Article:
Lens standard under development as working groups formed

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Machine vision industry bodies have begun the first steps to define a standard interface for lenses. The initial meeting to build the working groups took place on 9 July; the groups will be chaired by Marcel Naggatz from Baumer and Erik Widding from Birger Engineering.

Nothing has been specified yet, according to Arnaud Darmont, the EMVA’s standards manager, but, speaking to Imaging and Machine Vision Europe, he said that higher-end systems and new applications could benefit a great deal from a lens standard.

Writing on the subject for Imaging and Machine Vision Europe in December 2017, Professor Dr Bernd Jähne stated: ‘It is really surprising to see that such an essential part of a vision system as an open camera lens communication standard has been overlooked for such a long time by the industry. It is now essential to develop it, in order to make the next generation of vision systems possible.’

Darmont envisaged a potential standard as having two backwards compatible communication protocols on the same bus: an extremely basic version, for lenses that don’t have a lot of electronics, and a more advanced protocol allowing communication in both directions at higher speed with more commands. He said that the basic version is ‘mandatory if we want to communicate with less expensive devices that might want to be compliant but don’t want to invest in the full standard.’

Another aspect would be mapping over GenICam, so that the end-user will see the lens as virtual parameters of the camera. However, this would be later in the implementation, because the basics have to be defined first.

The standard, according to Darmont, will not address the low-cost lens market, as these devices have to remain inexpensive. ‘We are addressing the market of higher-end systems,’ he said, giving the example of setups with two cameras and two lenses that could use just one camera and one programmable lens. The lens would toggle between two settings to grab two different views of a scene. Here, the customer would invest more in the lens, but would save money on the camera.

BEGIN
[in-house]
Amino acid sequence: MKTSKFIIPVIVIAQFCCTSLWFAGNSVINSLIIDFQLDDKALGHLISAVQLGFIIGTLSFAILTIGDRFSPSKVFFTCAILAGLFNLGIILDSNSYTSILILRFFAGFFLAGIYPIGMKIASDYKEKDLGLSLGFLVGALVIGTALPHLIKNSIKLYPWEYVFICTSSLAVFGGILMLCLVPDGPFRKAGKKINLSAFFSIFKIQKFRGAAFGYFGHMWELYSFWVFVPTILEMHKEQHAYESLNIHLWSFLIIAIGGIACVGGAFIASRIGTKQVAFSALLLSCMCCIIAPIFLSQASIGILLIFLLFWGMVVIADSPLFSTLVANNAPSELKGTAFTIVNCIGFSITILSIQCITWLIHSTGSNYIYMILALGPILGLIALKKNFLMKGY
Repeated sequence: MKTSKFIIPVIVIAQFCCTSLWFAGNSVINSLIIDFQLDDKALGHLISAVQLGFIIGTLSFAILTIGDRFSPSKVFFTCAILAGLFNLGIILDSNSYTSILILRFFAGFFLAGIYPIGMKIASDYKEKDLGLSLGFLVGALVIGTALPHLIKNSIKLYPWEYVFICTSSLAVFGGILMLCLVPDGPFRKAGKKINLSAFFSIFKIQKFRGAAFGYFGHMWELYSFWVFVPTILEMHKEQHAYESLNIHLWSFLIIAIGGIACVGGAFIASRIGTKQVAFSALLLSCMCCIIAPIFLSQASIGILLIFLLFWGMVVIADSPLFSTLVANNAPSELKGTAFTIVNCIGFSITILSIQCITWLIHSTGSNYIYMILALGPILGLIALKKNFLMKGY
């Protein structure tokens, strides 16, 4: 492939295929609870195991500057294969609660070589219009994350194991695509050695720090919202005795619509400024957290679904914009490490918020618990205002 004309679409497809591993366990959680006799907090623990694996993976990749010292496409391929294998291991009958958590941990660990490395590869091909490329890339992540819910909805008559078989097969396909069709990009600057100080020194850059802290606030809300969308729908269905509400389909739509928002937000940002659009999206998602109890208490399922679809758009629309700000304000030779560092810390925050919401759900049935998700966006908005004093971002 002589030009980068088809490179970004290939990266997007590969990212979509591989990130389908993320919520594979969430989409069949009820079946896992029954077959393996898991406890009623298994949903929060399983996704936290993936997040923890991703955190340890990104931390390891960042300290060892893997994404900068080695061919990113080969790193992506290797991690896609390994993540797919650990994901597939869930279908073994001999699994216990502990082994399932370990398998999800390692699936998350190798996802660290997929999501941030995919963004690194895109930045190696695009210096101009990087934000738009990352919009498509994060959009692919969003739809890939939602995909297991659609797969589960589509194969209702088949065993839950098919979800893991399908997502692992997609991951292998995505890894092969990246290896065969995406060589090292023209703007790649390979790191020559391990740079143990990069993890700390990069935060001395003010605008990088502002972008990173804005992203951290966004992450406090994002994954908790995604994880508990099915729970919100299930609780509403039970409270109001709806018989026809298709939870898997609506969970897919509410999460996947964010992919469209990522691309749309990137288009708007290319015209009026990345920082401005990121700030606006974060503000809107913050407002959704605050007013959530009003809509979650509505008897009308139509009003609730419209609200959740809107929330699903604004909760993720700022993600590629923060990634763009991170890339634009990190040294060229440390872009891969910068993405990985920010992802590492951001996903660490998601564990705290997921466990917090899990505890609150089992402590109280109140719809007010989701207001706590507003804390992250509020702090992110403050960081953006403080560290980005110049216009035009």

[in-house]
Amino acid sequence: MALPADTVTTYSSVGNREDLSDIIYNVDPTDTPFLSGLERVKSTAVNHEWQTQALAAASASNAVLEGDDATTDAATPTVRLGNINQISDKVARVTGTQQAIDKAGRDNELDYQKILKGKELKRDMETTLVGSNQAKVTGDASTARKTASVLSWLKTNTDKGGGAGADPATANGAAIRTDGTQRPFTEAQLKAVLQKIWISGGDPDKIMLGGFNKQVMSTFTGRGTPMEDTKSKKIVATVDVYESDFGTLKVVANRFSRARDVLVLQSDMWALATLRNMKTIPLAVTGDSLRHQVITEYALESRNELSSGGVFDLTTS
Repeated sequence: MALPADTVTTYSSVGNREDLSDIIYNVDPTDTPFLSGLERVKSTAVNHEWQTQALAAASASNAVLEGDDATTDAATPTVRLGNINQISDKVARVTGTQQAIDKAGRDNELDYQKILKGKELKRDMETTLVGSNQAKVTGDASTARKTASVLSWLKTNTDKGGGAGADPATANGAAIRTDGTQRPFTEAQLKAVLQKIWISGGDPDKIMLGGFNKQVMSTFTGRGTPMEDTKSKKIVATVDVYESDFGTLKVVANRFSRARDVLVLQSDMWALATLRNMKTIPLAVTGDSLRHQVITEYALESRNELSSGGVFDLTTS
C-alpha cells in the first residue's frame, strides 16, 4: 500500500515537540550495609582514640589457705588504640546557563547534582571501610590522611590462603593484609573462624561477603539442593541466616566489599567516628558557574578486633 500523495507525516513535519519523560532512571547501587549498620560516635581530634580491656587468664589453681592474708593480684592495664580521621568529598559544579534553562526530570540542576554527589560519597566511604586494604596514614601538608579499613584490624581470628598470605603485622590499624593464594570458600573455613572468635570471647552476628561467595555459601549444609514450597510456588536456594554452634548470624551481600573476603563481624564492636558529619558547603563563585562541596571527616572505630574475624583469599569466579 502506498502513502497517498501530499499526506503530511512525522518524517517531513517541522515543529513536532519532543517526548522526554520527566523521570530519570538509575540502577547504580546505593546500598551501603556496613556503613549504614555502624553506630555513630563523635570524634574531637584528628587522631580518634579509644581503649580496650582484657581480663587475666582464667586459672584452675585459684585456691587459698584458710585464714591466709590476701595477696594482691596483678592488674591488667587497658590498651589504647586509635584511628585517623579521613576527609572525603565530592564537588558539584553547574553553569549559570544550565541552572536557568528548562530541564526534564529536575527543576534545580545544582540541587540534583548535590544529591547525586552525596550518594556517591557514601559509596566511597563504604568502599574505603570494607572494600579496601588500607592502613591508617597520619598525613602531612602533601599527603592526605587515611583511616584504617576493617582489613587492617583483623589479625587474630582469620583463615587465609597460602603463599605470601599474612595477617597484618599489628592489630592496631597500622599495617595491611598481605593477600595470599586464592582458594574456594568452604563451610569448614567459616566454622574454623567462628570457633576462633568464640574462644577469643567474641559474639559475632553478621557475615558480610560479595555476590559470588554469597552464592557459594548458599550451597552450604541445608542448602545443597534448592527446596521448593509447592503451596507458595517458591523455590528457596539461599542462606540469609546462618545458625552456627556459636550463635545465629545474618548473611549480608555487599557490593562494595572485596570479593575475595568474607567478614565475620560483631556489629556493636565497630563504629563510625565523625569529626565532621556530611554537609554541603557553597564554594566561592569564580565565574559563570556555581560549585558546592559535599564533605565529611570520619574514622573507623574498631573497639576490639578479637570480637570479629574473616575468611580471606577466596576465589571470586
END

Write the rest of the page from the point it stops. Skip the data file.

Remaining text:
Applications that make use of lens control would also benefit from the standard. ‘Currently these applications have custom solutions, custom electronic controls for the lenses with a second cable,’ Darmont explained. ‘For those, even if the protocol is more expensive, users will save on cables; they will save on the cost of the custom implementation.’

Applications currently based on GigE Vision with long cables often require a second cable to control the lens separately, which is expensive. ‘Going to a single-cable solution for those long distance applications is probably something people will be looking for, because it’s not only the cost of the cable, it’s the cost of all the problems you have with cables,’ Darmont said – cables will have a lifetime when they are bent, for example. ‘If users go from two cables to one, they might increase the lifetime of the system,’ he continued. ‘There are some niche applications where it really makes sense.’

One question that was raised at the initial meeting is whether the interface can be made more generic to include devices like encoders or light sources. In this way, these devices would be controlled directly by the camera, so that the light source no longer needs its own connection to the PC. The camera would be the bridge between the computer and the light source. ‘This type of basic interface is very similar to what we would do with lenses,’ Darmont said.

‘This question hasn’t been answered, but if we find a match between what we could do for lenses and what lighting requires, then we will have something even more general,’ he concluded.

A working group meeting for the standard is scheduled for October.

Elsewhere, the GenICam standard group has released GenICam Package Version 2018.06. It includes the new GenICam reference implementation v3.1.0; the new GenICam SFNC Release v2.4; and the updated GenICam License document v1.6. The download link of this latest GenICam release, which is hosted by the EMVA, can be found at: www.emva.org/standards-technology/genicam/.

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